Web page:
After the Storm
Tropical Storm Bill was hyped-up as a flood of Biblical proportions, and some did get a lot of rain. We were spared wide-spread street flooding here in Houston which would have been really disruptive after our "Memorial Day Flood". The storm made an unexpected jog west which resulted in Houston missing most of the intense rain. It then moved on to drench Austin and Dallas-Ft.Worth. Last I heard it was wrecking havoc in Oklahoma and points north.
It made landfall on June 16, 2015 and my worst rain was on Wednesday the 17th. Bill and I were out checking the after effects on Thursday, June 18 and again on Saturday. We had some good birding, too.
We first looked at the area around Surfside where we saw so many Clapper Rails this year. The beach was closed off to traffic but the areas under the Hwy 36 bridge looked no worse for wear. The houses there are built on stilts for a reason, y'all.
Going over to Quintana we could see the jetty got a lot of action.
Those are some BIG logs and the amount of plastic and trash is enough to turn you into a loony-liberal tree-hugger. How can there be so much trash floating around in the Gulf? I googled around looking for information on debris and destruction from storms and found this article on Storm Surge from the Weather Underground.
The storm surge moves with the forward speed of the hurricane--typically 10 - 15 mph. This wind-driven water moving at 10 - 15 mph has tremendous power. A cubic yard of sea water weighs 1,728 pounds--almost a ton. A one-foot deep storm surge can sweep your car off the road, and it is difficult to stand in a six-inch surge. Compounding the destructive power of the rushing water is the large amount of floating debris that typically accompanies the surge. Trees, pieces of buildings, and other debris float on top of the storm surge and act as battering rams that can cave in any buildings unfortunate enough to stand in the way.
This recent storm was only a heavy rain event but wind speeds topped out at 60mph so there was ample power in the waves.
After climbing over all that trash we found this GIGANTIC tree out on the jetty. I should have put something in front for scale, but I was all enthralled by the textures and shapes. I have no idea how or if they will remove this one.
This is looking back inland. Where in the world did the laundry basket come from? We saw treasure hunters and gawkers. Later on, down the beach we found folks picking up shells and driftwood. And a weird old man with a group of young men pushing a white truck for miles. Twice.
We checked on the status of a little road we use to get to Bryans Beach (it wasn't washed out) and headed down the beach toward the mouth of the old Brazos River.
On the way we noticed demolished port-a-potties, more giant logs and piles of trash. And a quiet little lagoon behind the dunes.
There were a couple of dozen American Avocets with nice breeding colors. Some of them moved over to where we were set up. Bill was in the truck, shooting out of the window. I was on my milk crate, hugging the bit of shade made by the truck.
It was hot, ya'll. I bought some Target-brand spray sunscreen last year on sale. It works really well and I like the spray feature. But, it rubs off YELLOW on all your clothes. Thankfully, it washes out easily enough, but you look stupid with all that yellow on your clothes.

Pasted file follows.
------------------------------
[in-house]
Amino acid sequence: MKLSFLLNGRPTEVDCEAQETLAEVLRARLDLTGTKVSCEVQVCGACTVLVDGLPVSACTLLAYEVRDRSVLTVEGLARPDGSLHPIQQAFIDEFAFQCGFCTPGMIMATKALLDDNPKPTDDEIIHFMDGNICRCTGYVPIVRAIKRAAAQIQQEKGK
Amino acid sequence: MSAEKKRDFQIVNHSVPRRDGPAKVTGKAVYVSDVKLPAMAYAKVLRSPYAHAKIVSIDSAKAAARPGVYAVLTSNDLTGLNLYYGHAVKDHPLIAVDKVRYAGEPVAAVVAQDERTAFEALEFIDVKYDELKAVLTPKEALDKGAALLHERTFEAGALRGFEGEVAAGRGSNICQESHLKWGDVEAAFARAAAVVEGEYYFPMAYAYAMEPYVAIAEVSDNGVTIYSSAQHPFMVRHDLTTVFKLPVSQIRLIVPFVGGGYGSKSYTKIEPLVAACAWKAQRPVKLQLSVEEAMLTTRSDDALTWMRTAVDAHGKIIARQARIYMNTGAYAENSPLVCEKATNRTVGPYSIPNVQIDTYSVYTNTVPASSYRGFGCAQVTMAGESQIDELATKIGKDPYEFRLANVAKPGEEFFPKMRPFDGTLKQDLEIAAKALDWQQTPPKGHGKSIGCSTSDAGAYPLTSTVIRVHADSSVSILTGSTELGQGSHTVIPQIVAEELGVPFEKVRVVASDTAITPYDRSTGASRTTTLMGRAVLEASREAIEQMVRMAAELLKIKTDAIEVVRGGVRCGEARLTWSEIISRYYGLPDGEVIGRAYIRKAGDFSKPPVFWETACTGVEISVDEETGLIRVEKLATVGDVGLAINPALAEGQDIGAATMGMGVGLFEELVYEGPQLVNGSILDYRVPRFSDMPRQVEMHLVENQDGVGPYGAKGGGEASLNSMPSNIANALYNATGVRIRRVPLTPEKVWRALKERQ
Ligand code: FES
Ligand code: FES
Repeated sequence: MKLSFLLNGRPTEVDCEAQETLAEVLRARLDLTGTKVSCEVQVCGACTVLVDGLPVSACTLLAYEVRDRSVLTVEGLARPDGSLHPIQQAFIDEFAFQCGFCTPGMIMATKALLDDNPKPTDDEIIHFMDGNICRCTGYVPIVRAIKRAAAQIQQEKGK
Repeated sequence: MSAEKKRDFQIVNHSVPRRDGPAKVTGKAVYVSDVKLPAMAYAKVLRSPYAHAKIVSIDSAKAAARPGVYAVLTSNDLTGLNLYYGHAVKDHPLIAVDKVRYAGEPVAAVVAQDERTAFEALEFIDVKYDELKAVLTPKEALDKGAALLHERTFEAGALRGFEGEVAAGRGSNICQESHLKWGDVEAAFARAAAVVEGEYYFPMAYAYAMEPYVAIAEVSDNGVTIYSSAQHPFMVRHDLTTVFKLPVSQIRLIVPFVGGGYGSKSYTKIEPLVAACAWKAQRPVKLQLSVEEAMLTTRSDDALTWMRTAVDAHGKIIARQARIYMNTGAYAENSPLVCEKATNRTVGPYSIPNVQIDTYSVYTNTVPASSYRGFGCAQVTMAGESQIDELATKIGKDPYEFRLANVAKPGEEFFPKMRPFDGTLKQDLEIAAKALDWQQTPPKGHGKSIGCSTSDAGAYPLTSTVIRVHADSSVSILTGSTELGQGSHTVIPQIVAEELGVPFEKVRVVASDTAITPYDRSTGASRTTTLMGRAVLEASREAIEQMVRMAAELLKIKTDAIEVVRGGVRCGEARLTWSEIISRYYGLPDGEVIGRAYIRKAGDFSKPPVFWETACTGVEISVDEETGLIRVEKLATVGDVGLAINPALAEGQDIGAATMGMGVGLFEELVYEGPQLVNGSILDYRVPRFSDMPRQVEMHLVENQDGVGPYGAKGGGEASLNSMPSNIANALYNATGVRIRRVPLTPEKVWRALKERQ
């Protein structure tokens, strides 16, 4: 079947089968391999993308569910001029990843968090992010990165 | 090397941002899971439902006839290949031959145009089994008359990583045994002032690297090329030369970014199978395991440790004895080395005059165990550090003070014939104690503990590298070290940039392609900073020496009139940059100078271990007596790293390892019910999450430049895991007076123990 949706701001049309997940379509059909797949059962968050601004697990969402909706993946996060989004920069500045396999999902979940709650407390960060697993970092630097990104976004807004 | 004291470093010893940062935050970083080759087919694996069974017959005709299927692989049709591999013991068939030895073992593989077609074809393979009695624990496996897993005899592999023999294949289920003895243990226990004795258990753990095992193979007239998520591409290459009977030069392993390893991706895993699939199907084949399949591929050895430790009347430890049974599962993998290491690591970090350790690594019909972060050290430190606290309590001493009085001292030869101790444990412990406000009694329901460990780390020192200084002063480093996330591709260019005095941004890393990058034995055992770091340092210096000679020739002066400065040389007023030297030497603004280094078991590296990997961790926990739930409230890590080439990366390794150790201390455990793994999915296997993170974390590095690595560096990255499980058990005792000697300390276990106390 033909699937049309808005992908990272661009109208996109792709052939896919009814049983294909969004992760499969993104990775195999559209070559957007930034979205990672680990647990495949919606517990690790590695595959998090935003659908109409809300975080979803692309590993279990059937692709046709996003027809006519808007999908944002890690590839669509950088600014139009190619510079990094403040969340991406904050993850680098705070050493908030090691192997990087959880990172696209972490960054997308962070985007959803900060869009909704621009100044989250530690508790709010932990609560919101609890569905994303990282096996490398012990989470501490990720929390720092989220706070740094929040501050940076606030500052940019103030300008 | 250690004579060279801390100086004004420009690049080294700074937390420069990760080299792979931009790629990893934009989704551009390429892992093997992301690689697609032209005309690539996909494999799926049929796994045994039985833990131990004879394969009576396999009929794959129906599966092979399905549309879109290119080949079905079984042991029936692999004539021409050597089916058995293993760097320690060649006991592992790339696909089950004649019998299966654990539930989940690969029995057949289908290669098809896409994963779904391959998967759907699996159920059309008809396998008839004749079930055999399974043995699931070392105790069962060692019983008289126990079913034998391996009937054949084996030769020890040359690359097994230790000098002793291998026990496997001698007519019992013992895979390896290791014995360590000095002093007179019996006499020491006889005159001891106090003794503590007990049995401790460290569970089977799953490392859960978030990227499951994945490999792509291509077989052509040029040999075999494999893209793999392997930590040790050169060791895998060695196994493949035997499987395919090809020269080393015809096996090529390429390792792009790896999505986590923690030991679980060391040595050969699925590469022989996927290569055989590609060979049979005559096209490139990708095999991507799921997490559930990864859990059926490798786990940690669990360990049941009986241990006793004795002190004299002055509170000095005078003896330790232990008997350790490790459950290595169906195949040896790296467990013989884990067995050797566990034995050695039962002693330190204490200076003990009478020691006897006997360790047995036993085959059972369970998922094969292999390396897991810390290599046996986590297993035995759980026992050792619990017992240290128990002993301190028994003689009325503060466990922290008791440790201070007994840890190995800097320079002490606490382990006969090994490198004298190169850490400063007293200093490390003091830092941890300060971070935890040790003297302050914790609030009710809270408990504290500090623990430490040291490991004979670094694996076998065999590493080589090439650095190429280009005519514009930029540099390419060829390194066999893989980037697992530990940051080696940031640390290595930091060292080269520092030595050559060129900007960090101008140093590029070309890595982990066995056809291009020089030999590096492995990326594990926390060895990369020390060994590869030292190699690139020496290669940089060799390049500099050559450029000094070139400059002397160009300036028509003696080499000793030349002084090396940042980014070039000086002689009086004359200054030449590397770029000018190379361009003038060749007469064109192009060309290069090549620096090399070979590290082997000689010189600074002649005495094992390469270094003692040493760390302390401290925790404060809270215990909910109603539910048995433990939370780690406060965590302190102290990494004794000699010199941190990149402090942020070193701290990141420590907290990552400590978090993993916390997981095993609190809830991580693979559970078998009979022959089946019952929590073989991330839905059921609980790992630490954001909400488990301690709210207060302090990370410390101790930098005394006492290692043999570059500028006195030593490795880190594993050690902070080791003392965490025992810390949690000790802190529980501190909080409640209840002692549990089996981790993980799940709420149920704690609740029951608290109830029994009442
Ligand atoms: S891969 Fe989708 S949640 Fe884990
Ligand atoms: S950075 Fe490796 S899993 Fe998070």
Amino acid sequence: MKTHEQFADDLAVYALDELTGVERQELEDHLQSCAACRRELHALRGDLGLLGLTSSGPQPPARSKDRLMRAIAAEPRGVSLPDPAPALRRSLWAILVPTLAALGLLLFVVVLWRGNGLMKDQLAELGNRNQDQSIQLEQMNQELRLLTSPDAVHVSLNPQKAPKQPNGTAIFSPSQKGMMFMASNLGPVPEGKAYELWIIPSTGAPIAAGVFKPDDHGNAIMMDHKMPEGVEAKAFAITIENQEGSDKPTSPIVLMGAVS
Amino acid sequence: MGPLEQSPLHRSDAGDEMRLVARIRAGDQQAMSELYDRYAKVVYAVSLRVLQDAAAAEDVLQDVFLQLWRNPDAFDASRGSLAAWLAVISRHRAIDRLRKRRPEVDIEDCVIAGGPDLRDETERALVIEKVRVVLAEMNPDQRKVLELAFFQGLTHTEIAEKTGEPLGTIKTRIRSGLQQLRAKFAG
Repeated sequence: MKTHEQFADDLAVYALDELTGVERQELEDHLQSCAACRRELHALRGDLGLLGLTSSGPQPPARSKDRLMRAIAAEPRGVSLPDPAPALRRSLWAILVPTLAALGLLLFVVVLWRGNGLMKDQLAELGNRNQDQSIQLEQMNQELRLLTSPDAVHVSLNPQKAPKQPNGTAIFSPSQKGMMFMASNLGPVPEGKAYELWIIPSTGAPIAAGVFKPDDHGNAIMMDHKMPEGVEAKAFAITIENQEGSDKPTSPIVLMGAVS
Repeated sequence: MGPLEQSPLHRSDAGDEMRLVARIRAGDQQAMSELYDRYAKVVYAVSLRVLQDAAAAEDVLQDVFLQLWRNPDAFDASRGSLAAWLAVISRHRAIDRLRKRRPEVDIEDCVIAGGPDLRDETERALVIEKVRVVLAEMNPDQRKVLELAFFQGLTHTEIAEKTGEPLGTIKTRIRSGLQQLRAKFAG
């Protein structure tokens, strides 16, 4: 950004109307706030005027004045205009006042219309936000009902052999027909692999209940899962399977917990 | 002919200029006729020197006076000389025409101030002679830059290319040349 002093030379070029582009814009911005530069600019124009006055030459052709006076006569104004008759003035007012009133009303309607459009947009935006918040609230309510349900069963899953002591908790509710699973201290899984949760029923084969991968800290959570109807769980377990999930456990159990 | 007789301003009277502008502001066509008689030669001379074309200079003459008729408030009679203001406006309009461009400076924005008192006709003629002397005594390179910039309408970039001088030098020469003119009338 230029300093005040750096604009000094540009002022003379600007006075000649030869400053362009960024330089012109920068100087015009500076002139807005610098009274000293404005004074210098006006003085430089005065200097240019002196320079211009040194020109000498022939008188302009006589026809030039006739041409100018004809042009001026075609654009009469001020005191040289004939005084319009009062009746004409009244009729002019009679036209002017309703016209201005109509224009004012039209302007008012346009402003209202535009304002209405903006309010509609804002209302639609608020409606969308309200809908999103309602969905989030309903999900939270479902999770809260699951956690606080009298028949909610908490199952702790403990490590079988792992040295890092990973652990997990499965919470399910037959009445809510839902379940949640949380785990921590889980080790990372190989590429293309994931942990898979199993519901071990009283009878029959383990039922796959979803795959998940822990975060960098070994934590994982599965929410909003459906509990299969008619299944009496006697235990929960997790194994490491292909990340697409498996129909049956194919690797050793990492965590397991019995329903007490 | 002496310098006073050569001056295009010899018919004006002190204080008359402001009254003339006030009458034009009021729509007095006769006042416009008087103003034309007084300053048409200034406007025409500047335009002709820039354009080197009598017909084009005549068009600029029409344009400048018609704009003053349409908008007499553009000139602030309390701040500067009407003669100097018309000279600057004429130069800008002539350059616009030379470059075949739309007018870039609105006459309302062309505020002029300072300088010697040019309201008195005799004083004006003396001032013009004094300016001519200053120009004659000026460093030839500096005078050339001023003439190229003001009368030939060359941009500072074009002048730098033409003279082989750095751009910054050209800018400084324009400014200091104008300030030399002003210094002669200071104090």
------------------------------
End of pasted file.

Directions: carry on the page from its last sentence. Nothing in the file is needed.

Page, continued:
I was rather excited about this one in flight. These guys and the long-legged Black-neck Stilts trail those legs behind when flying. They will change directions with their body and the legs have to shift to catch up.
It was way brighter than I like, but that does allow some fast shutter speeds. White Balance was set for Cloudy Weather and I think that is why these have a warm cast. But, the water was muddy from all the stirred-up sand.
This pool had a Reddish Egret working the shallow waters. He was quite a successful fisherman, but due to the strong light, only my photos of him working from the left to right look good. That harsh sunlight is a real challenge.
He was really working the area; there was a Snowy Egret on the far side of the lagoon. She seemed to mimic his behavior; a lot of frantic runs and turns and wing shadowing. The sun was so bright photographing light birds was difficult.
We watched some Least Terns at the edge of the water. The male brought fish to the female several times, but she was playing hard to get or didn't fancy him. We did have some breeding action along the coast from early-April to mid-July. These floods and rain events have been hard on ground nesting birds. I heard the Black Skimmers at Rockport Beach have been flooded out three times.
The fish transfer captures were not very good, but I did get this nice wings-up-almost-in flight shot. Most of the action took place just below the line of sight in a small dip of the shore.
Moving on down the beach we found more wood and debris. We scavenged for driftwood and nice additions to our backyard bird setups. Bill found a lot of bamboo poles he is going to use to stake his tomato plants.
At the end of the beach, the Brazos River meets the Gulf of Mexico. The rain collected by the Brazos River Watershed collides with what arrived on our shores from the storm. The county will use a front-end loader to move all this debris away from the shore and up against the dunes.
How did Tropical Storm Bill affect you? Did you get a lot of rain? As much as the weather forecasters predicted? And how do birds weighing less than a couple of pounds survive a force so large as to move these logs and trees to our coast? Let me know in the comments below.